South Carolina Democrat Jaime Harrison on Tuesday claimed failed Georgia gubernatorial candidate Stacey Abrams's loss last year was "criminal."
Harrison, who is running to challenge Sen. Lindsey Graham (R., S.C.) next year, was speaking at a meet-and-greet event in Charleston, S.C. when he made the comment about Abrams, who has repeatedly challenged the legitimacy of her election. She lost the race by 54,723 votes to Republican Brian Kemp but alleges foul play in the form of voter suppression.
"What happened in Georgia is criminal and I can tell you one of the first pieces of legislation that I'll offer in the United States Senate is to make sure that there are severe criminal penalties to any elected official who tries to propose legislation or what have you that prevents people from exercising their God-given right to exercise their franchise in this country," Harrison said.
"It is criminal that it is done. We see it happening all across the state. We see it happening all across the country, and enough it enough," Harrison continued.
Abrams, who has ruled out a 2020 presidential run but is still open to being a nominee for vice president, has refused to accept defeat in her gubernatorial election last November. Back in March, she was asked if she would ever concede the Georgia gubernatorial election, prompting her to say, "No." She also claimed, "I did win my election," adding, "I just didn't get to have the job."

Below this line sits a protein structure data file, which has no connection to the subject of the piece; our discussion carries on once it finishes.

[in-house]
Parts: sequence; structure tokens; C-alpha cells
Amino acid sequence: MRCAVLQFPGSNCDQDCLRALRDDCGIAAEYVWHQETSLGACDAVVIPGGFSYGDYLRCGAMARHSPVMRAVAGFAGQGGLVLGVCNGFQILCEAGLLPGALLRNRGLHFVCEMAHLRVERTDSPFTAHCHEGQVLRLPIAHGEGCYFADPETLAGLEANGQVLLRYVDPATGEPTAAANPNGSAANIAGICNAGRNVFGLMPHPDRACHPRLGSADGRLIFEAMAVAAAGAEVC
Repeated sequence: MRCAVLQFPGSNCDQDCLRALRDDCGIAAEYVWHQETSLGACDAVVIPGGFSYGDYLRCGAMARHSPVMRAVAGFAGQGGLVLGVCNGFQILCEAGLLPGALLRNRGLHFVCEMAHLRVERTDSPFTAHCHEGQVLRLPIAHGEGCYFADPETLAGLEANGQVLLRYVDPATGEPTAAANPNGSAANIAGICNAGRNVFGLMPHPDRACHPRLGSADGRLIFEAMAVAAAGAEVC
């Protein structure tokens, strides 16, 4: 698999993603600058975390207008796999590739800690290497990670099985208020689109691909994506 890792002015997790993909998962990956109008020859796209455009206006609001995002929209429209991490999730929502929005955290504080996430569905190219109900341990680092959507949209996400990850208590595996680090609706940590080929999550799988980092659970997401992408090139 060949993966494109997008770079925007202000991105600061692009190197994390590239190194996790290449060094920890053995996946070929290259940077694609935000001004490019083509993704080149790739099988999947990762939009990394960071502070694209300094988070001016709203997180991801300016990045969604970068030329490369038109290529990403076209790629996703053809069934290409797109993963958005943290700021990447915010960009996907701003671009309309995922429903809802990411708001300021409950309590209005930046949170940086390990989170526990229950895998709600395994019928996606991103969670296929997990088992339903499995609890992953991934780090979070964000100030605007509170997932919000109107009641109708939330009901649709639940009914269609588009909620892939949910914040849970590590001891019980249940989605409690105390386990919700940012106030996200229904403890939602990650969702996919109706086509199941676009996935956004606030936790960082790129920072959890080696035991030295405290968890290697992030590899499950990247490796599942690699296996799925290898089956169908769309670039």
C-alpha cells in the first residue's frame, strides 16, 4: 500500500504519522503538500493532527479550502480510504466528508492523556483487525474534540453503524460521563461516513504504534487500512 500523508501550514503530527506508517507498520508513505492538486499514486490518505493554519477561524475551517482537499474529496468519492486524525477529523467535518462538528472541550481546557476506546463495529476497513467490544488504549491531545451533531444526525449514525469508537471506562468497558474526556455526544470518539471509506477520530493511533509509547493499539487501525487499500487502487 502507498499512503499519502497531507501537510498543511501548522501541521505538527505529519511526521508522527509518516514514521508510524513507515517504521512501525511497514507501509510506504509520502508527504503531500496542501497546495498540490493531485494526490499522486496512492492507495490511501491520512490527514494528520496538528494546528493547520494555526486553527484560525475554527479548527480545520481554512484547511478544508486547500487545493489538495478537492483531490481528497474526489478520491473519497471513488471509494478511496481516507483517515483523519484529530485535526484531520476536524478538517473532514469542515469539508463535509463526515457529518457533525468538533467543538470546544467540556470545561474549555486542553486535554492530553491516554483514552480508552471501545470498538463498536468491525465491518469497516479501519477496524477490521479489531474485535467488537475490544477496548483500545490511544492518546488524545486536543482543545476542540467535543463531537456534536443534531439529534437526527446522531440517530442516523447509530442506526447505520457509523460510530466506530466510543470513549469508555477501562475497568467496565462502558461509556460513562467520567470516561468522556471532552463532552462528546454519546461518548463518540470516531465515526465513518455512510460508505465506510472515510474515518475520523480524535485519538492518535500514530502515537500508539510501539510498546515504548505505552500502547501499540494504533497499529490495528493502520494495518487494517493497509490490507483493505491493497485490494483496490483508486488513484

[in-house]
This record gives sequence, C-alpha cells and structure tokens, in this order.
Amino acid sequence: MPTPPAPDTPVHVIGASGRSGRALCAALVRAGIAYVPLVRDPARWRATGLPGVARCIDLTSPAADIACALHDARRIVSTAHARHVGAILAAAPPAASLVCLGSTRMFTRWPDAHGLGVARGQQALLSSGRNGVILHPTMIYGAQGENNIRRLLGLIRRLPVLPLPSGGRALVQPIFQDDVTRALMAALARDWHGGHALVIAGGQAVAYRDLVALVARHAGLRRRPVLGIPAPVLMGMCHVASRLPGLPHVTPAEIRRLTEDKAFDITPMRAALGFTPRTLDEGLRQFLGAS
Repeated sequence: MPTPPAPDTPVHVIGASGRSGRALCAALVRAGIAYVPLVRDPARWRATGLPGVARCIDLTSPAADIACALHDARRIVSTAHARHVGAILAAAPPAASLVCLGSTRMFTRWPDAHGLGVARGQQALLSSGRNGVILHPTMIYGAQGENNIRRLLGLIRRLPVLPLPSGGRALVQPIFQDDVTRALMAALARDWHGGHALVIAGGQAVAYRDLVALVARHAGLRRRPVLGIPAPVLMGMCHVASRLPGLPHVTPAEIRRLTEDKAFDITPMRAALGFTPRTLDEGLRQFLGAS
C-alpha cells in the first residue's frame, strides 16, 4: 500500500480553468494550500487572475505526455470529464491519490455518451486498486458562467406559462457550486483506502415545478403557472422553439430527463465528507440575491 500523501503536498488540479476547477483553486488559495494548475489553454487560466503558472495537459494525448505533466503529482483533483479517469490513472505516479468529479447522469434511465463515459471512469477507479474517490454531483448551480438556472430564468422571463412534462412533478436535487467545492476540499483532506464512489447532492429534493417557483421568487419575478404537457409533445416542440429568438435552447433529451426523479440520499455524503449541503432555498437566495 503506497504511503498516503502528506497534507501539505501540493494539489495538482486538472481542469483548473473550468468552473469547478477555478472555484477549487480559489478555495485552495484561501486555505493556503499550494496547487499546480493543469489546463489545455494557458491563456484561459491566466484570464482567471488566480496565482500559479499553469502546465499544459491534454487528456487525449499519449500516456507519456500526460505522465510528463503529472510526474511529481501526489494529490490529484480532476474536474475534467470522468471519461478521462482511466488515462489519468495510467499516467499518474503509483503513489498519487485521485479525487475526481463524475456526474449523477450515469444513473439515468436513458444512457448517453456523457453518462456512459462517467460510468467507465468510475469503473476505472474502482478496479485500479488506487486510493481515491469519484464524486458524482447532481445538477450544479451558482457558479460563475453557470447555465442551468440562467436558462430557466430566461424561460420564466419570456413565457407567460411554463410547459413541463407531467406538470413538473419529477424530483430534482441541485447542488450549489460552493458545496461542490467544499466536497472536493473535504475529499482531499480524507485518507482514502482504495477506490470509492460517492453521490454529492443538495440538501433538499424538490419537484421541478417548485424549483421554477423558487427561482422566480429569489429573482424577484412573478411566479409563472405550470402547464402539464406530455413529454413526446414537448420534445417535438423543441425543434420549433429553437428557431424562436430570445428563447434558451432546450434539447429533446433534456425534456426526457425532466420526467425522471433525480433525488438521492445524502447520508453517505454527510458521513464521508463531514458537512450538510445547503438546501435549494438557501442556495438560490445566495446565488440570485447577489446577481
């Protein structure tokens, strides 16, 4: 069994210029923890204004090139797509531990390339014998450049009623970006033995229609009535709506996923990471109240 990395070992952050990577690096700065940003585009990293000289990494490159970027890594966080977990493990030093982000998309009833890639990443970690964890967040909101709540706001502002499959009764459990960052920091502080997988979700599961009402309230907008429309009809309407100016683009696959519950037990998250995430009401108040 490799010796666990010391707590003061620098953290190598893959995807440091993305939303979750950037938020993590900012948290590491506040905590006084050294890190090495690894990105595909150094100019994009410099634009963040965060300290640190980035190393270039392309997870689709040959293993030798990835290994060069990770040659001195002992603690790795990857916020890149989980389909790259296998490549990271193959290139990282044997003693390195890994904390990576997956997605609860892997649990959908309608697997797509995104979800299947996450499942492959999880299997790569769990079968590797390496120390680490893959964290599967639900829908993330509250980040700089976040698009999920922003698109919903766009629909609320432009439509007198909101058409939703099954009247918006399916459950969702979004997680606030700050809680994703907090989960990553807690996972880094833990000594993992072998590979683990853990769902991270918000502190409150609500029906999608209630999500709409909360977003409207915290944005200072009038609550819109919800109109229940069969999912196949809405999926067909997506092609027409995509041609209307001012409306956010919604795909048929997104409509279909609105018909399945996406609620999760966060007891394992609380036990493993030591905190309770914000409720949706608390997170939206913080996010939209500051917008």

She would go on to reiterate her attacks on the electoral system in April, describing what she believed to be a "stolen election," according to the Washington Free Beacon. Abrams's claim does not hold well under scrutiny, since voter turnout greatly increased in the election where she claimed voters were suppressed.
"Despite the final tally and the inauguration [of Gov. Kemp] and the situation we find ourselves in, I do have a very affirmative statement to make: We won," she told the crowd at the National Action Network's annual convention.
Abrams appeared in an episode of American Swamp on MSNBC earlier this month, where she said, "I think the election was stolen from the people of Georgia."
"I don't know that empirically I would have won, but if you add together the thousands of people who faced extraordinarily long lines, who faced hurdles that should not happen in a democracy, the votes that we know were not counted, the secretary of state, who was also my opponent in the race, purged more than 1.4 million voters over basically an eight-year period," Abrams said.